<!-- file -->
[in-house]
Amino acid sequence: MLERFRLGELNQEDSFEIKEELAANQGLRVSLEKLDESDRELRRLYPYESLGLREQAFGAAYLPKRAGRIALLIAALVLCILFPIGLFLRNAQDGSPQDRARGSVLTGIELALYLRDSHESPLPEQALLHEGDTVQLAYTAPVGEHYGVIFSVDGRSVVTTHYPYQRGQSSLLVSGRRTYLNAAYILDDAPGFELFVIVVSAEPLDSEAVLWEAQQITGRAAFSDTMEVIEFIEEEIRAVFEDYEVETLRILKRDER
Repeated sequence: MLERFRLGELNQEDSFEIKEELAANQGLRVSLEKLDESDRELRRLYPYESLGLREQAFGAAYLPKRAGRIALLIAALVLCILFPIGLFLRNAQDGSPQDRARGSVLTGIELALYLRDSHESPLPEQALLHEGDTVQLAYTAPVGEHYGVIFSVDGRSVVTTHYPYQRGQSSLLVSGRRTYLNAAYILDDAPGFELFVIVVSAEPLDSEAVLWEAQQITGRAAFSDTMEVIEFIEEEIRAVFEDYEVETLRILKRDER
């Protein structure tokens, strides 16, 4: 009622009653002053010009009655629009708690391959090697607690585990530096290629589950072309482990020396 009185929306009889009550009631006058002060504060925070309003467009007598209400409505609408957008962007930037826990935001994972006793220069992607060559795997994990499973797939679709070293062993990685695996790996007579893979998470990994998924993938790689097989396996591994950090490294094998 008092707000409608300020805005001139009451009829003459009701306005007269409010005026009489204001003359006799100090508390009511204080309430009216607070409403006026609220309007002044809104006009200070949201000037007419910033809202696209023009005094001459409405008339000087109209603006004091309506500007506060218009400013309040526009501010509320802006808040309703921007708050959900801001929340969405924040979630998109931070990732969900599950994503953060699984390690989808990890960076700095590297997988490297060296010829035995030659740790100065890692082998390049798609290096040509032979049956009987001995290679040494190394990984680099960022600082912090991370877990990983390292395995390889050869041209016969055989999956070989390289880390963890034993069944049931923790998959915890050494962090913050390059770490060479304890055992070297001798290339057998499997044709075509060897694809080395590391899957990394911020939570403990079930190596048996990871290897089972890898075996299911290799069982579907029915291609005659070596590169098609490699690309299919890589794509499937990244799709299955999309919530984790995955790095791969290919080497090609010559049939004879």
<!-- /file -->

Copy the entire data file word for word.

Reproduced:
[in-house]
Amino acid sequence: MLERFRLGELNQEDSFEIKEELAANQGLRVSLEKLDESDRELRRLYPYESLGLREQAFGAAYLPKRAGRIALLIAALVLCILFPIGLFLRNAQDGSPQDRARGSVLTGIELALYLRDSHESPLPEQALLHEGDTVQLAYTAPVGEHYGVIFSVDGRSVVTTHYPYQRGQSSLLVSGRRTYLNAAYILDDAPGFELFVIVVSAEPLDSEAVLWEAQQITGRAAFSDTMEVIEFIEEEIRAVFEDYEVETLRILKRDER
Repeated sequence: MLERFRLGELNQEDSFEIKEELAANQGLRVSLEKLDESDRELRRLYPYESLGLREQAFGAAYLPKRAGRIALLIAALVLCILFPIGLFLRNAQDGSPQDRARGSVLTGIELALYLRDSHESPLPEQALLHEGDTVQLAYTAPVGEHYGVIFSVDGRSVVTTHYPYQRGQSSLLVSGRRTYLNAAYILDDAPGFELFVIVVSAEPLDSEAVLWEAQQITGRAAFSDTMEVIEFIEEEIRAVFEDYEVETLRILKRDER
């Protein structure tokens, strides 16, 4: 009622009653002053010009009655629009708690391959090697607690585990530096290629589950072309482990020396 009185929306009889009550009631006058002060504060925070309003467009007598209400409505609408957008962007930037826990935001994972006793220069992607060559795997994990499973797939679709070293062993990685695996790996007579893979998470990994998924993938790689097989396996591994950090490294094998 008092707000409608300020805005001139009451009829003459009701306005007269409010005026009489204001003359006799100090508390009511204080309430009216607070409403006026609220309007002044809104006009200070949201000037007419910033809202696209023009005094001459409405008339000087109209603006004091309506500007506060218009400013309040526009501010509320802006808040309703921007708050959900801001929340969405924040979630998109931070990732969900599950994503953060699984390690989808990890960076700095590297997988490297060296010829035995030659740790100065890692082998390049798609290096040509032979049956009987001995290679040494190394990984680099960022600082912090991370877990990983390292395995390889050869041209016969055989999956070989390289880390963890034993069944049931923790998959915890050494962090913050390059770490060479304890055992070297001798290339057998499997044709075509060897694809080395590391899957990394911020939570403990079930190596048996990871290897089972890898075996299911290799069982579907029915291609005659070596590169098609490699690309299919890589794509499937990244799709299955999309919530984790995955790095791969290919080497090609010559049939004879």